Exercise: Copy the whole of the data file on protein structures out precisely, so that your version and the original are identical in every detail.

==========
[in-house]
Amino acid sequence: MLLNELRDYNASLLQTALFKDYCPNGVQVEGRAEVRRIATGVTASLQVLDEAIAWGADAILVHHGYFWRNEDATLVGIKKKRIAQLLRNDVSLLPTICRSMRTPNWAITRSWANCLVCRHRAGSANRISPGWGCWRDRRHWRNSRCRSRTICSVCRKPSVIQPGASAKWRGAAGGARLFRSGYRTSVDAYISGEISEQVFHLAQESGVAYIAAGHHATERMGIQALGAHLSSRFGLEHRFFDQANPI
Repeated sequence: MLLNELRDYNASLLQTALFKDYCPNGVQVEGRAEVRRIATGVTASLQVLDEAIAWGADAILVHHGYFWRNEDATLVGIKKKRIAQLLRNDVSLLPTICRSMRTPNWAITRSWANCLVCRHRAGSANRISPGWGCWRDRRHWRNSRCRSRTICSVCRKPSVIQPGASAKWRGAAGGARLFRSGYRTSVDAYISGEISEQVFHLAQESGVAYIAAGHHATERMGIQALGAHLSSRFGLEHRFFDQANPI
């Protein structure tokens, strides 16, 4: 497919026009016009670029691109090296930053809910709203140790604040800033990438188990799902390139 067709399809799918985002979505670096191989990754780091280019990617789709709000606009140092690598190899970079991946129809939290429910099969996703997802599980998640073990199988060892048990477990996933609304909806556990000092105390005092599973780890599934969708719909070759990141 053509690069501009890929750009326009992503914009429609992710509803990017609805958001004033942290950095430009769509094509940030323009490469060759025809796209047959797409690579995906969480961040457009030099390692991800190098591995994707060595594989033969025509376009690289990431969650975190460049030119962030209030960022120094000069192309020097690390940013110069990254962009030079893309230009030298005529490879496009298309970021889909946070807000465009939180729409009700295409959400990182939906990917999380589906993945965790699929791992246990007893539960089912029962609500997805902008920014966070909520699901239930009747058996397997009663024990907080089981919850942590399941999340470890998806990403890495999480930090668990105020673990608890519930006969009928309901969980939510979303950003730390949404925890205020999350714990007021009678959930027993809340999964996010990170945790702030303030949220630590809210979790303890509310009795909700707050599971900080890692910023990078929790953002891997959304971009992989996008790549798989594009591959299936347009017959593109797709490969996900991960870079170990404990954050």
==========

[in-house]
Amino acid sequence: MLLNELRDYNASLLQTALFKDYCPNGVQVEGRAEVRRIATGVTASLQVLDEAIAWGADAILVHHGYFWRNEDATLVGIKKKRIAQLLRNDVSLLPTICRSMRTPNWAITRSWANCLVCRHRAGSANRISPGWGCWRDRRHWRNSRCRSRTICSVCRKPSVIQPGASAKWRGAAGGARLFRSGYRTSVDAYISGEISEQVFHLAQESGVAYIAAGHHATERMGIQALGAHLSSRFGLEHRFFDQANPI
Repeated sequence: MLLNELRDYNASLLQTALFKDYCPNGVQVEGRAEVRRIATGVTASLQVLDEAIAWGADAILVHHGYFWRNEDATLVGIKKKRIAQLLRNDVSLLPTICRSMRTPNWAITRSWANCLVCRHRAGSANRISPGWGCWRDRRHWRNSRCRSRTICSVCRKPSVIQPGASAKWRGAAGGARLFRSGYRTSVDAYISGEISEQVFHLAQESGVAYIAAGHHATERMGIQALGAHLSSRFGLEHRFFDQANPI
């Protein structure tokens, strides 16, 4: 497919026009016009670029691109090296930053809910709203140790604040800033990438188990799902390139 067709399809799918985002979505670096191989990754780091280019990617789709709000606009140092690598190899970079991946129809939290429910099969996703997802599980998640073990199988060892048990477990996933609304909806556990000092105390005092599973780890599934969708719909070759990141 053509690069501009890929750009326009992503914009429609992710509803990017609805958001004033942290950095430009769509094509940030323009490469060759025809796209047959797409690579995906969480961040457009030099390692991800190098591995994707060595594989033969025509376009690289990431969650975190460049030119962030209030960022120094000069192309020097690390940013110069990254962009030079893309230009030298005529490879496009298309970021889909946070807000465009939180729409009700295409959400990182939906990917999380589906993945965790699929791992246990007893539960089912029962609500997805902008920014966070909520699901239930009747058996397997009663024990907080089981919850942590399941999340470890998806990403890495999480930090668990105020673990608890519930006969009928309901969980939510979303950003730390949404925890205020999350714990007021009678959930027993809340999964996010990170945790702030303030949220630590809210979790303890509310009795909700707050599971900080890692910023990078929790953002891997959304971009992989996008790549798989594009591959299936347009017959593109797709490969996900991960870079170990404990954050």